Pension Bear Traps?

Posted on: 22 Feb 2022


Covid has changed much about our lives and it appears from the latest statistics to have reversed the long term trend of people working longer.  Which makes us all more dependent on our pensions.

Pensions are fantastic tax efficient structures for long term saving.  But there are a few pitfalls that need to be avoided.

Recent statistics from the Office of National Statistics[1] showed fewer over 50’s in work, reversing a longer term trend of increased activity in later life.  Whether through choice or necessity, the Covid pandemic is altering lives.

The big question is always ‘can I afford to stop work’?  And at that point, you have to talk Pensions – the one subject that few people want to discuss and where eyes very quickly glaze over!

The facts remain that after numerous changes to the structure and rules governing pensions, it is the only saving vehicle which gives you tax relief on the way in, largely tax free growth, and some tax relief on the way out.  Even if you kept your pension fund in cash, it would make sense to save the maximum you can afford.

But there are a few bear traps that it is important to watch out for.  Get caught in one of these and the tax consequences can start to erode the benefits.

Trap 1: There is a maximum limit on the size of your pension pot known as the Lifetime Allowance and set at just over £1million.

The Lifetime Allowance is the maximum size of a pension pot – anything over this at the point you come to retire will trigger a 55% tax charge.

The Chancellor has reduced the Lifetime Allowance in recent years and in 2016 set it at £1million.  It increased by the rate of inflation rate, but it is no longer inflation linked so will remain at the level of £1,073,100 at least for the rest of this parliament.    

Retirement may seem a long way off but a pension pot of £650k today will potentially trigger a tax charge in 10 years time even if you made no more contributions and assuming 5% per annum growth – the long term real return from equities.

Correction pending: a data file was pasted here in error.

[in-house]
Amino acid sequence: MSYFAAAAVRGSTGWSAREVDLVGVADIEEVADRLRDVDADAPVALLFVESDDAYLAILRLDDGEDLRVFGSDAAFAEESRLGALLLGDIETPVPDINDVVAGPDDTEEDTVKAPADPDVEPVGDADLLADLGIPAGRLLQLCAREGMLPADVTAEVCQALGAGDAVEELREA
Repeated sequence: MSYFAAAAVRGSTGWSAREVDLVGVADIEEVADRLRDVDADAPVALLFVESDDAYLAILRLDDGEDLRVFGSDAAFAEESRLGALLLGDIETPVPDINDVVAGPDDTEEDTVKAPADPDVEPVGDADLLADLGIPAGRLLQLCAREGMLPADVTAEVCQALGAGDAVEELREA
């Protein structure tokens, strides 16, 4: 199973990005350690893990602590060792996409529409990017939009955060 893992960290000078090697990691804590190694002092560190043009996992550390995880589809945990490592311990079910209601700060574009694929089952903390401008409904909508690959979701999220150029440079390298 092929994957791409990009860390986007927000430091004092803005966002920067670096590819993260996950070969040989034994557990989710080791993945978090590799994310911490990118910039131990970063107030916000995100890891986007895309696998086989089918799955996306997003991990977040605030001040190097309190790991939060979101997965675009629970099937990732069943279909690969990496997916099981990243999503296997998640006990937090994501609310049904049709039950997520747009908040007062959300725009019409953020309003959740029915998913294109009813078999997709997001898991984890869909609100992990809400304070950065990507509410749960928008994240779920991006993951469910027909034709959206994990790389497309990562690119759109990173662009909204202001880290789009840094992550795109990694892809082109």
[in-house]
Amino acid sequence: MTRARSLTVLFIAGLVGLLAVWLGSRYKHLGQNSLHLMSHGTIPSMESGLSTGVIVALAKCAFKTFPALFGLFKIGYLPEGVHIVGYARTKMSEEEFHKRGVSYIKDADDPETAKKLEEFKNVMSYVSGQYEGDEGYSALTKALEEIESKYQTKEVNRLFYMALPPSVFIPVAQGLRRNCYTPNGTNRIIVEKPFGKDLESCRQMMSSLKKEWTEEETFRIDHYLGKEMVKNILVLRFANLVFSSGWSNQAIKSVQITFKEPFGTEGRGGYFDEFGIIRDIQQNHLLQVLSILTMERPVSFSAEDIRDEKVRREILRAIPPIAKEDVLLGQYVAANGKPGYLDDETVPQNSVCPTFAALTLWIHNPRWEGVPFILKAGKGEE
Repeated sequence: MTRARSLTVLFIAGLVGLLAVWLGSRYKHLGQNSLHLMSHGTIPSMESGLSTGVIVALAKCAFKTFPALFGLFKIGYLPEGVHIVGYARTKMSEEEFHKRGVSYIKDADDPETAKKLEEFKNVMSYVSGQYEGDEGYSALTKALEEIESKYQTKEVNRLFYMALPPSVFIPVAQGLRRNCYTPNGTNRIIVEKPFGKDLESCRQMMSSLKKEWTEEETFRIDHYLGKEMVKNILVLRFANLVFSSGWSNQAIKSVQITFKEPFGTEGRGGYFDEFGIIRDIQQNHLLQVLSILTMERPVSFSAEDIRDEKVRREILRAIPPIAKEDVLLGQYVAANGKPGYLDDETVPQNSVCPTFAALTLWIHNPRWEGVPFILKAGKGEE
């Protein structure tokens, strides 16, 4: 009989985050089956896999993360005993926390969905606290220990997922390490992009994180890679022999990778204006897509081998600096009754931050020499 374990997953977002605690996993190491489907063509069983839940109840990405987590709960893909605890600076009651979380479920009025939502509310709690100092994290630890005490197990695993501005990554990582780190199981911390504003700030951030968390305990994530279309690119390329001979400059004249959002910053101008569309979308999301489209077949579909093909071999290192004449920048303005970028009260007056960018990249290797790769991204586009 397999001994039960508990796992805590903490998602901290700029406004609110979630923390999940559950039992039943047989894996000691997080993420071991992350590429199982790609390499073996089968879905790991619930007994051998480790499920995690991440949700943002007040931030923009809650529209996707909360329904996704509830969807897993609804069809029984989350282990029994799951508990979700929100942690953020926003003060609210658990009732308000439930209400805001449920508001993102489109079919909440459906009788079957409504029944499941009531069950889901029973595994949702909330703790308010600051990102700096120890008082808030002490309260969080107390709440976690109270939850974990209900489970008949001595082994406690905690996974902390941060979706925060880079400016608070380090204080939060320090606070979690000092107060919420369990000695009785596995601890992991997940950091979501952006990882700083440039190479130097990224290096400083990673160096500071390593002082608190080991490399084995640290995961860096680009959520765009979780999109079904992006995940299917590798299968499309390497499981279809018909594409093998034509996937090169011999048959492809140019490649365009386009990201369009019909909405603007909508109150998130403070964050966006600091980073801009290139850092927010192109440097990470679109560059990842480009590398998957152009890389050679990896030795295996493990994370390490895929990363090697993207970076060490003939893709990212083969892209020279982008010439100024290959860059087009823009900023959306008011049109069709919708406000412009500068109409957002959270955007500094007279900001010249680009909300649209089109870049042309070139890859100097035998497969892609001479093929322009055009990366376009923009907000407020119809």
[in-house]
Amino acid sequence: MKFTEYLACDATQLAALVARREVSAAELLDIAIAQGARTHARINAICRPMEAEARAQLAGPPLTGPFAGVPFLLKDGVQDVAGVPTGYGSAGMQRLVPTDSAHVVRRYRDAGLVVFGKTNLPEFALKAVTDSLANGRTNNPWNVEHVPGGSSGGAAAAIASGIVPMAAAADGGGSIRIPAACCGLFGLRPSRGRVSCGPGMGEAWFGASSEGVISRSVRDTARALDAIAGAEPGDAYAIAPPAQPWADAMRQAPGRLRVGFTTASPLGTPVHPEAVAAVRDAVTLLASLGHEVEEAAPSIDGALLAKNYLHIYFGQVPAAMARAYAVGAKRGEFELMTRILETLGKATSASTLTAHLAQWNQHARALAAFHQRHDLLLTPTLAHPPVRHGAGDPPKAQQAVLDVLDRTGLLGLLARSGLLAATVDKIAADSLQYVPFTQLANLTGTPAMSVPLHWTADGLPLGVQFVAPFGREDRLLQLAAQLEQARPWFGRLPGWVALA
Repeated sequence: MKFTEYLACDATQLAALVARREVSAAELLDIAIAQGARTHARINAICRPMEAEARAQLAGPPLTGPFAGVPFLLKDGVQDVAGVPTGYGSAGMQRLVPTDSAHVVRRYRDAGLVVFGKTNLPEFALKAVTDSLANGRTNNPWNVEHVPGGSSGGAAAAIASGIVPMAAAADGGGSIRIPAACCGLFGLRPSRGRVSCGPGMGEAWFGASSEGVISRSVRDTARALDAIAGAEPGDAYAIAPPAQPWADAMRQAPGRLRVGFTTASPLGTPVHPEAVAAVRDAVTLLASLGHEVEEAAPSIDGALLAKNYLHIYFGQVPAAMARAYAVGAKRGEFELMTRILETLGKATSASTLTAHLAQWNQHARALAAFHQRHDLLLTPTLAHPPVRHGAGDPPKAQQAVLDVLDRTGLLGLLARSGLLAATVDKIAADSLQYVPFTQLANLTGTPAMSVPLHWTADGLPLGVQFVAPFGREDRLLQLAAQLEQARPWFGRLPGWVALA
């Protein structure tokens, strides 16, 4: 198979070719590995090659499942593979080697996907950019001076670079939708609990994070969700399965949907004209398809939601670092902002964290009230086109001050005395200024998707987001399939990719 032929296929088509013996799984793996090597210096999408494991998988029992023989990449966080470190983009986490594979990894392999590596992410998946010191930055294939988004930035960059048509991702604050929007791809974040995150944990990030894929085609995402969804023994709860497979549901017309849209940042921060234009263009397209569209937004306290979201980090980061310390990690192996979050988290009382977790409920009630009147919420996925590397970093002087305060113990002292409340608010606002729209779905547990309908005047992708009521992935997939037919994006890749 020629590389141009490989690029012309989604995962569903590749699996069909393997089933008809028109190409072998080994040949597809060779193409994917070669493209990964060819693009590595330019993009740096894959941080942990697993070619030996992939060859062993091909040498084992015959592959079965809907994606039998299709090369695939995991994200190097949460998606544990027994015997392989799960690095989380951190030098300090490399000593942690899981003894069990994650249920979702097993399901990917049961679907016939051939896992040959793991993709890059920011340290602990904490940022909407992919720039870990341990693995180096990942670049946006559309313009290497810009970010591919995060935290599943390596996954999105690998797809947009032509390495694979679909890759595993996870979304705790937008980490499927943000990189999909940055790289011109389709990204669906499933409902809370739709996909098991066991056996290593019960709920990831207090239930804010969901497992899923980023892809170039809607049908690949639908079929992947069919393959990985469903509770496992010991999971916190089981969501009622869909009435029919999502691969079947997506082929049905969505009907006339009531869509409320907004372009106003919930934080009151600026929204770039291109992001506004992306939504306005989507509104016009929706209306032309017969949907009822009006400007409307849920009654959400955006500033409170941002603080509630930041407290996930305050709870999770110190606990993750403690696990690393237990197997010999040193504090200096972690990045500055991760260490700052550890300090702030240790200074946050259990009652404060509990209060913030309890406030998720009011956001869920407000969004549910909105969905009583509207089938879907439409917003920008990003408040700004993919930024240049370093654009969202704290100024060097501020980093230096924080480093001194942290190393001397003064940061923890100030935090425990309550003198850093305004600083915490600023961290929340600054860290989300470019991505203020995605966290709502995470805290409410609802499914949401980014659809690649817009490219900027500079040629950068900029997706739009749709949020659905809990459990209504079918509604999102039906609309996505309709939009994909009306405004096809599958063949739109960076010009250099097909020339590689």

Trap 2: If you earn in excess of £240,000 including pension contributions your employer makes, the income tax relief you can claim (known as the annual allowance) tapers down to as low as £4,000.

This means that for every £2 of income you have over £240,000, your annual allowance is reduced by £1. The maximum reduction is £36,000. So anyone with an income of £312,000 or more has an annual allowance of £4,000.

Amounts contributed in excess of £4,000 will be subject to an annual allowance tax charge of up to 45%. Most large employers cap benefits and offer a cash alternative but it’s always good to check that there is not a rogue direct debit somewhere that is still contributing and particularly if you are fortunate enough to be in a final salary scheme such as for public sector workers.

Trap 3: Check the details on any death in service policies you have as this could cause you to breach your Lifetime Allowance triggering a pension charge

Some death in service schemes are written alongside a corporate pension and if they are not correctly structured could end up triggering a tax liability on your pension.

As clients of Cavendish Ware, your adviser will be keeping this all under review.  But if there is anything you think we’ve missed or you haven’t told us about then please do get in touch.  And if you happen to be discussing pensions with a friend then make sure they are alert to potential traps.

[1] Office of National Statistics, Living longer: older workers during the coronavirus (COVID-19) pandemic and Employment in the UK February 2022

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